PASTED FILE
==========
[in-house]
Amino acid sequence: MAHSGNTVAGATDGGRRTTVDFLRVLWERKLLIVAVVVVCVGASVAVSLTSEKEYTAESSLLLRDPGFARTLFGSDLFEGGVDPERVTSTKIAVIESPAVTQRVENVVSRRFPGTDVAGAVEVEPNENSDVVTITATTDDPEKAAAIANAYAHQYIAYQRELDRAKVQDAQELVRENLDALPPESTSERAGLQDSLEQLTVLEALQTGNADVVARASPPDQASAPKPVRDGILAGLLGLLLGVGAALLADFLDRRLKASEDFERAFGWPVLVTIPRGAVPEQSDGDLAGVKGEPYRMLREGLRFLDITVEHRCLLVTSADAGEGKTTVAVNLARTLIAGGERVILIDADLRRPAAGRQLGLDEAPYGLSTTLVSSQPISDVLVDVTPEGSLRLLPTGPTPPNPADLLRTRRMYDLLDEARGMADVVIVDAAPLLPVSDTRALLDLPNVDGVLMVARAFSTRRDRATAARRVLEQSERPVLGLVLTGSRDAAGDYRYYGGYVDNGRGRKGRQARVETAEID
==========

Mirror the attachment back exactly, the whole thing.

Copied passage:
[in-house]
Amino acid sequence: MAHSGNTVAGATDGGRRTTVDFLRVLWERKLLIVAVVVVCVGASVAVSLTSEKEYTAESSLLLRDPGFARTLFGSDLFEGGVDPERVTSTKIAVIESPAVTQRVENVVSRRFPGTDVAGAVEVEPNENSDVVTITATTDDPEKAAAIANAYAHQYIAYQRELDRAKVQDAQELVRENLDALPPESTSERAGLQDSLEQLTVLEALQTGNADVVARASPPDQASAPKPVRDGILAGLLGLLLGVGAALLADFLDRRLKASEDFERAFGWPVLVTIPRGAVPEQSDGDLAGVKGEPYRMLREGLRFLDITVEHRCLLVTSADAGEGKTTVAVNLARTLIAGGERVILIDADLRRPAAGRQLGLDEAPYGLSTTLVSSQPISDVLVDVTPEGSLRLLPTGPTPPNPADLLRTRRMYDLLDEARGMADVVIVDAAPLLPVSDTRALLDLPNVDGVLMVARAFSTRRDRATAARRVLEQSERPVLGLVLTGSRDAAGDYRYYGGYVDNGRGRKGRQARVETAEID